#30 “Konnichiwa”

From a stranger in Japan

I was particularly excited to receive this picture because it was one of the first that had found its way to my p.o. box from a foreign country; however, the day that I found this postcard lying before me just happened to be in the immediate wake of the tragic earthquake that decimated a large portion of Japan. I wanted to be happy, but I knew that while I was rejoicing in a silly postcard, an entire country was reeling with terror and sadness. So this wolf picture represents a bit of a personal internal conflict. This is not meant to sound asinine or melodramatic, but when I look at this picture I really do wonder who drew it and what his/her circumstances are. So, to the illustrator of this picture, whoever you are, I would love to hear from you and know that you are safe and well.

Moving our attention towards the illustration itself, there is one feature that I find especially interesting: this wolf’s piercing eyes. They are deep, life-like and inspiring. They seem to long to communicate, but their message is unclear. In the end, I suspect that my interest in them is probably due to the especially mysterious identity of the illustrator. Perhaps I am simply misguidedly searching the eyes for clue as to the artist’s persona. Unfortunately, after hours of study, they offer no clues. After engaging in a little online research, though, I discovered that the two main species of Japanese wolves died out about 100 years ago, which makes the identity of the illustrator all the more intriguing. Could he be some intellectual lupine historian? An ancient sage carrying on the wisdom of Japan’s extinct wolves? Or could this illustration have been drawn by an actual Japanese wolf who has merely evolved beyond our wildest expectations?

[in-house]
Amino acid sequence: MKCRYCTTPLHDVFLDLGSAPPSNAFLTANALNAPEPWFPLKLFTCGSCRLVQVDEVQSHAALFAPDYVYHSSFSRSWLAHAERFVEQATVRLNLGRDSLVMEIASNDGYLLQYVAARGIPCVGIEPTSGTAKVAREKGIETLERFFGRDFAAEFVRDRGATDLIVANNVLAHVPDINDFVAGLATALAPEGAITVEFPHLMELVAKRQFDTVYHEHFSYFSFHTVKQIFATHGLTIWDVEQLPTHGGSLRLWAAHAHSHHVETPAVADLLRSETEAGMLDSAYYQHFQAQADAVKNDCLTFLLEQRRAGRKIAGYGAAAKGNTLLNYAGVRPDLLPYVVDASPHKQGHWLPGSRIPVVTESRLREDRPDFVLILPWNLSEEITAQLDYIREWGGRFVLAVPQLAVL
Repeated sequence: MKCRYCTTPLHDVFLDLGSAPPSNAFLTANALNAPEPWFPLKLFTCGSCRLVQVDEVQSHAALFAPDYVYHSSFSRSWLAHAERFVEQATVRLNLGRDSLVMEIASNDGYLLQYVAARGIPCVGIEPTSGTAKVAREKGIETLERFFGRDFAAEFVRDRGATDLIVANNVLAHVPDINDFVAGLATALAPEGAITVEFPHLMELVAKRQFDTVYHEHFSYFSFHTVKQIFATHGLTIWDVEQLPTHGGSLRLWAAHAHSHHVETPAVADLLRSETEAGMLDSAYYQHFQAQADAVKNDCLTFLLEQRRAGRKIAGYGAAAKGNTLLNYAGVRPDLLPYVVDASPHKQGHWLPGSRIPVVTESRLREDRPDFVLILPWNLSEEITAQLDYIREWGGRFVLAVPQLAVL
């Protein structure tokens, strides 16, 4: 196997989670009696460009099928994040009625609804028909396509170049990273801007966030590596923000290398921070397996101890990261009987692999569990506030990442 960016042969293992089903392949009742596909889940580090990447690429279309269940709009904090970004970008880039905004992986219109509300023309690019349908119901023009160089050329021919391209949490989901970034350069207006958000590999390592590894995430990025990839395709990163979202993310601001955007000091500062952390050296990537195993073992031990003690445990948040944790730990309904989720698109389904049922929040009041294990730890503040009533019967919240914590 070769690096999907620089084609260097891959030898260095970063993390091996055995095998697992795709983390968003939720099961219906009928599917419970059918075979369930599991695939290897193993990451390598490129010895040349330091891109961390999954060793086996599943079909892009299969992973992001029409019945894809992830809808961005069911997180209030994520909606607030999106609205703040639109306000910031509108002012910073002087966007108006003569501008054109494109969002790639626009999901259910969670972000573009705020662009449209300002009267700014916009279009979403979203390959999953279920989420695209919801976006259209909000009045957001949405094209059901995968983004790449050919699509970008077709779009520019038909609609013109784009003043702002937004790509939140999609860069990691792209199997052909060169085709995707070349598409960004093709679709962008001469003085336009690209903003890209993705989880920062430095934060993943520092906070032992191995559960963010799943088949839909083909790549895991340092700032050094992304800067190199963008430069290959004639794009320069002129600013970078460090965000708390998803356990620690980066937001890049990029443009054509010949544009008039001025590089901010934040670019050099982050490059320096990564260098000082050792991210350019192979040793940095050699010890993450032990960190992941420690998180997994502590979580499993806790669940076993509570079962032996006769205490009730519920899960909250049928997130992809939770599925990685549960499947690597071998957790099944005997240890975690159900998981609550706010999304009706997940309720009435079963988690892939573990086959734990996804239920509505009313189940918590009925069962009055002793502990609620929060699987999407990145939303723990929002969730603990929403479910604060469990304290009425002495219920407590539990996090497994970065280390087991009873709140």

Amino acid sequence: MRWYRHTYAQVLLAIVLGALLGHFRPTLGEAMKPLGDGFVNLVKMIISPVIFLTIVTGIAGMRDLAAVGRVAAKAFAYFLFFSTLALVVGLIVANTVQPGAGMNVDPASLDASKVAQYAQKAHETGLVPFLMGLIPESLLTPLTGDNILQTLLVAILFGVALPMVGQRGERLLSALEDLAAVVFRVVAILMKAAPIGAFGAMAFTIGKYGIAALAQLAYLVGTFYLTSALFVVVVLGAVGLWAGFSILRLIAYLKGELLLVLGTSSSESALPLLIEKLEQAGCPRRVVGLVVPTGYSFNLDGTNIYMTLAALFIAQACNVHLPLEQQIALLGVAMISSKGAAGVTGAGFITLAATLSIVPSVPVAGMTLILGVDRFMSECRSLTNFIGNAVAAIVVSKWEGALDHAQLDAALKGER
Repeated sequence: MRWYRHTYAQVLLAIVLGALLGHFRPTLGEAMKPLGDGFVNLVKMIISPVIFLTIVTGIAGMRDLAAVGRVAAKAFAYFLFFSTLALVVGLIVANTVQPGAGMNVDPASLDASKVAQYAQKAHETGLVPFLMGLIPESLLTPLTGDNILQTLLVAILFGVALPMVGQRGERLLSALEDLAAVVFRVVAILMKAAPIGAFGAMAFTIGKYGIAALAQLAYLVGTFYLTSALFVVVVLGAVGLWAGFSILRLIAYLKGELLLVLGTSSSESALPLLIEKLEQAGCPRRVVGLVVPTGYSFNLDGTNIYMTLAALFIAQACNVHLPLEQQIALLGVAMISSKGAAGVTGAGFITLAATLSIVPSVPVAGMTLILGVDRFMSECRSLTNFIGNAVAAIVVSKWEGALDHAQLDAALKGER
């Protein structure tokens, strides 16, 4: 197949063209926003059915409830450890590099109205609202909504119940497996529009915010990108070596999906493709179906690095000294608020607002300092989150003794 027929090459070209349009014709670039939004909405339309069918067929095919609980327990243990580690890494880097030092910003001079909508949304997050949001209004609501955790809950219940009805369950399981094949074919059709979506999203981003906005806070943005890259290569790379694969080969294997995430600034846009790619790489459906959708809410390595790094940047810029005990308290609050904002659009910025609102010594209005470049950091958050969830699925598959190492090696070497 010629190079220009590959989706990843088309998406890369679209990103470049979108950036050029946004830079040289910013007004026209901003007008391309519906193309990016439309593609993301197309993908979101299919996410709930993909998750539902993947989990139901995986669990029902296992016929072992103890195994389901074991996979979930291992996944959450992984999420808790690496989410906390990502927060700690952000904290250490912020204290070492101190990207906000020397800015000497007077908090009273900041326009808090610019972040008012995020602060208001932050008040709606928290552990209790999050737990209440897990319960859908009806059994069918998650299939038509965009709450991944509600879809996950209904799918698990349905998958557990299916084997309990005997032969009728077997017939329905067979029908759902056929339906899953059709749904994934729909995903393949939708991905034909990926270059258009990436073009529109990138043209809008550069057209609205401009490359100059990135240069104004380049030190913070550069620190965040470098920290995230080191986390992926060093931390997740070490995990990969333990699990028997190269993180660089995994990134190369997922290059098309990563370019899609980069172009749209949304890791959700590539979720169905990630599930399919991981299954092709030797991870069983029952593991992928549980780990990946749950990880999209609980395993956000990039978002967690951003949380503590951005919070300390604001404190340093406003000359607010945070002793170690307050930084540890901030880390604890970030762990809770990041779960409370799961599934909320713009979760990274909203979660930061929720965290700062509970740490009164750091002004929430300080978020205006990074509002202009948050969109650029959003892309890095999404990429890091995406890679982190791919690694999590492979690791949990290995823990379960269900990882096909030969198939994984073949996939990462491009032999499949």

In the end, the answers to these questions may be as difficult to come by as the ancient and mysterious Canis lupis hodophilax.

(Just in case you’re wondering, the symbols in the illustration simply say “Japan”)


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